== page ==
New Brain Scan Uncovers Secret in Multiple Sclerosis
It appears that shades of gray matter in the brain, particularly in people who have multiple sclerosis. Scientists have used a new brain scan technique to uncover a surprising and important feature that impacts the severity of the disease.
The new brain scan technique is called macromolecular proton fraction (MPF) mapping, and it is a type of magnetic resonance imaging (MRI). A team of researchers at the University of Washington found that modifying the software used with an MRI scanner resulted in their being able to see the amount of the protective covering (myelin) on the nerve fibers in the gray matter of the brain of people with multiple sclerosis.
Why is this important? Previously, scientists believed that multiple sclerosis was characterized by damage to the myelin in the brain’s white matter only. The white matter is so called because of the large amount of myelin that covers the nerve fibers.
Although gray matter is made up largely of factors that do not have any myelin, a limited number of cell bodies in this brain component do. Now, this new scanning technique has allowed scientists to see damage to the myelin in the gray matter. No other methods are currently available to view this damage in gray matter.
The brain scan study
Thirty individuals with multiple sclerosis (18 with relapsing-remitting MS and 12 with secondary progressive MS—were evaluated by a research team at the University of Washington using the MPF scanning technique. Fourteen healthy volunteers served as controls. Here’s what the authors saw:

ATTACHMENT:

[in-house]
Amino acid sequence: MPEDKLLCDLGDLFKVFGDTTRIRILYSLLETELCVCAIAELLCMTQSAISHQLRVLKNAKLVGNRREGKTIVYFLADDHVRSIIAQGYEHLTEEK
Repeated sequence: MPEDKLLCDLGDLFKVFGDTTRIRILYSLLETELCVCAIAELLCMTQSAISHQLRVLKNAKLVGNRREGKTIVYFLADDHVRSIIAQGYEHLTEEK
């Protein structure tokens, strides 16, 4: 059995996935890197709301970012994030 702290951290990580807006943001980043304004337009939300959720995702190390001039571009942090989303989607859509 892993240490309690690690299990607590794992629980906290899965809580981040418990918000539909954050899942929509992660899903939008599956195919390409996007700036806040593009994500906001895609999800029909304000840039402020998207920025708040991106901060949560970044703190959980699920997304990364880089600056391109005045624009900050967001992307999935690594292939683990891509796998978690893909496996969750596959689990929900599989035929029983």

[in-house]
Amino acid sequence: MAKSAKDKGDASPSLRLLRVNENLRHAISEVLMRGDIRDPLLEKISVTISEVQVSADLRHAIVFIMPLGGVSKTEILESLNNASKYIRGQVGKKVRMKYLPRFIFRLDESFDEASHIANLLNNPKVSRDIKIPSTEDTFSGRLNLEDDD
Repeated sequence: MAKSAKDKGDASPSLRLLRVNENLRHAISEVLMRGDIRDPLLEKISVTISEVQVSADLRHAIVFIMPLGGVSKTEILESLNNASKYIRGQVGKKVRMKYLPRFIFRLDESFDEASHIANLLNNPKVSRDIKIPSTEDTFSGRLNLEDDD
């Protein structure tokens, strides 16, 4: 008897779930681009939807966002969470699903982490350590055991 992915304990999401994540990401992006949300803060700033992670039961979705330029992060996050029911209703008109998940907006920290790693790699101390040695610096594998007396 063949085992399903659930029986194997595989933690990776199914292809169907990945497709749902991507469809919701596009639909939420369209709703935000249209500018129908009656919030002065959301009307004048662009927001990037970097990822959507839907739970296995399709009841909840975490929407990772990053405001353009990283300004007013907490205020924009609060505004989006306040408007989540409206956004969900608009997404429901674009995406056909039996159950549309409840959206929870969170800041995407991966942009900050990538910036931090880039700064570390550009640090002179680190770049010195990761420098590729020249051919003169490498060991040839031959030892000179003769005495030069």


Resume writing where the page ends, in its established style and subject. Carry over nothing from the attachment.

- MPF was much lower in both the white and gray matter in patients with relapsing-remitting multiple sclerosis than it was in controls
- MPF also was much lower in lesions and normal-appearing brain tissues of patients with secondary progressive MS than in individuals with relapsing-remitting MS
- The amount of MPF in the brain correlates closely with a person’s level of clinical disability and the strongest relationships were seen in the gray matter
Why this study is important
This new information about the damage to myelin in gray matter may help scientists better develop novel treatments and provide a unique way to measure the success of treatment. In addition, one of the study’s authors, Dr. Vasily L. Yarnykh, associate professor of radiology, noted that the ability to evaluate “both gray and white matter damage with this method may become an individual patient management tool in the future.”
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Yarnykh VL et al. Fast whole-brain three-dimensional macromolecular proton fraction mapping in multiple sclerosis. Radiology 2014 Sept online